Leon E. Brown, MD
Dermatologist located in Takoma Park, MD
Most moles aren’t a problem from a health standpoint, but not all of them pop up in cute places like those on models and celebrities. Leon Brown M.D., private practice dermatologist in Takoma Park, Maryland, can help with unsightly moles and he can assess any moles that have changed shape, size, or color. Don’t wait for a mole to become a problem. Call Dr. Brown for an appointment today.
Mole Removal Q & A
What is a mole? How do they form?
Moles are dark colored growths on the skin, usually brown or black. They can occur nearly everywhere on the body, either by themselves or in clusters. Typically, moles appear from childhood up to about the age of 25. It’s normal for one to have as many as 40 moles. As you age, some moles may become raised or change color, and hairs may develop while others may not change or may even disappear.
Moles form from clusters of skin cells called melanocytes, which normally make pigment that creates the color of a person’s skin. When they cluster, they produce the darker color associated with a mole. Exposure to sun, adolescence, and pregnancy may all cause moles to change color.
Are moles cancerous?
Most moles are harmless. Those that are cause for concern usually show visual signs of changes. Moles that first appear after the age of 25 are unusual. Those that change in size and color should be checked. If a mole becomes itchy or painful, or if it bleeds or oozes, it’s time to see Dr. Brown. There’s a mnemonic device used to self-assess moles and determine if they need medical examination. It’s the ABCDE method:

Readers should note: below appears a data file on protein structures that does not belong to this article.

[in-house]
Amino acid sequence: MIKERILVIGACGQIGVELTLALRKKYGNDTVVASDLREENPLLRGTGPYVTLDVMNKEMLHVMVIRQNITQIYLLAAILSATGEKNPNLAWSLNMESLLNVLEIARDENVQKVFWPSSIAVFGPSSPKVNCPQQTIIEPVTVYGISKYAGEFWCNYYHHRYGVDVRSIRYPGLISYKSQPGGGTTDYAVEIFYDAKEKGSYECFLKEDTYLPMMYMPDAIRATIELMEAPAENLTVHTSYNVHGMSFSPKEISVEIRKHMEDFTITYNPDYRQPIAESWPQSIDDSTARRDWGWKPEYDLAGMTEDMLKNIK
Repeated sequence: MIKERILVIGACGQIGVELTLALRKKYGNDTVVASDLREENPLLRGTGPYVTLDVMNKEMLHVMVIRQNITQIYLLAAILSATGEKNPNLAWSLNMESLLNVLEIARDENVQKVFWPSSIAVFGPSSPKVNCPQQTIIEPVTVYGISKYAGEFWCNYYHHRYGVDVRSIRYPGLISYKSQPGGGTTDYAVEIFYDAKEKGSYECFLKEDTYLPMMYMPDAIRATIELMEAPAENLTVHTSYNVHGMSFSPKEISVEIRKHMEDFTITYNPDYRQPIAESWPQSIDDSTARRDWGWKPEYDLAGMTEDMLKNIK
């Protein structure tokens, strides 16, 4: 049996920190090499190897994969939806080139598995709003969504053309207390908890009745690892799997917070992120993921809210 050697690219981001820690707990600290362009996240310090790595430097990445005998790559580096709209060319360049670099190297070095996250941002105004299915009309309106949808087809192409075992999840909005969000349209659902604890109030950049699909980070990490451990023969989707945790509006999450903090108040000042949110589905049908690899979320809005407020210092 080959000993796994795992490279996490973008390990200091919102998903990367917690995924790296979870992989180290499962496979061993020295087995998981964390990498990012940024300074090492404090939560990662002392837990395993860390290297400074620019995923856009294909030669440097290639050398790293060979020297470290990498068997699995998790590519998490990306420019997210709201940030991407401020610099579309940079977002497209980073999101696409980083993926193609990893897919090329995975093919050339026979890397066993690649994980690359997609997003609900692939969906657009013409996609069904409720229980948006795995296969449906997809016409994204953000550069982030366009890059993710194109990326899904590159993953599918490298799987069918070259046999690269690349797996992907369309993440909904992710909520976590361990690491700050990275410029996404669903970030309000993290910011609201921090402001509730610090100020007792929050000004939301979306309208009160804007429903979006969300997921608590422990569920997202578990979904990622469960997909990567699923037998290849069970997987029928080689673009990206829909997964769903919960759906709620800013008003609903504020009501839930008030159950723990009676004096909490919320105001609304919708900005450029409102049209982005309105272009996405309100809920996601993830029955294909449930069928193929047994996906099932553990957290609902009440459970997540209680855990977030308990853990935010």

- Asymmetry: Where the mole is irregular in shape and one half is a different shape than the other
- Border: Unsmooth, blurry, ragged or irregular borders
- Color: Changing color, uneven color, shades of color including tan, blue, red, white, black or brown
- Diameter: Moles bigger than about ¼-inch
- Evolution: Changes to the mole over time, including size, color and shape
If a mole exhibits one or more of these factors, it may be biopsied, or excised.
How are moles removed?
There are three basic ways moles are removed: freezing, burning or cutting.
- Freezing uses liquid nitrogen administered with a swab or spray. The extreme cold of the nitrogen kills the cells of the mole. This may cause minor blistering in the area, but it will heal naturally.
- Burning uses an electrical device to literally burn the mole and the upper layers of skin tissue.
- Cutting involves a scalpel or surgical scissors. The type of mole determines how deep the removal must be.
Each of these methods can be done with local anesthetics. Suspicious moles will be sent for cancer testing.
Dr. Brown accepts most insurances. Please contact the office for further insurance information.
Words from our patients
"Dr. Brown himself is a great doctor and very thorough."
"Easy to make appointments. I called all over to find a dermatologist who could actually schedule me in within the same month. He was one of the few."
"Dr. Brown was the only Doctor able to prescribe the proper medications, to correct the skin condition of tinea versicolor. He was very knowledgeable..."
"Dr. Brown was punctual, helpful, and knowledgable of my skin lesions, and after seeing several dermatologists, he was the ONLY doctor that was able to diagnose me..."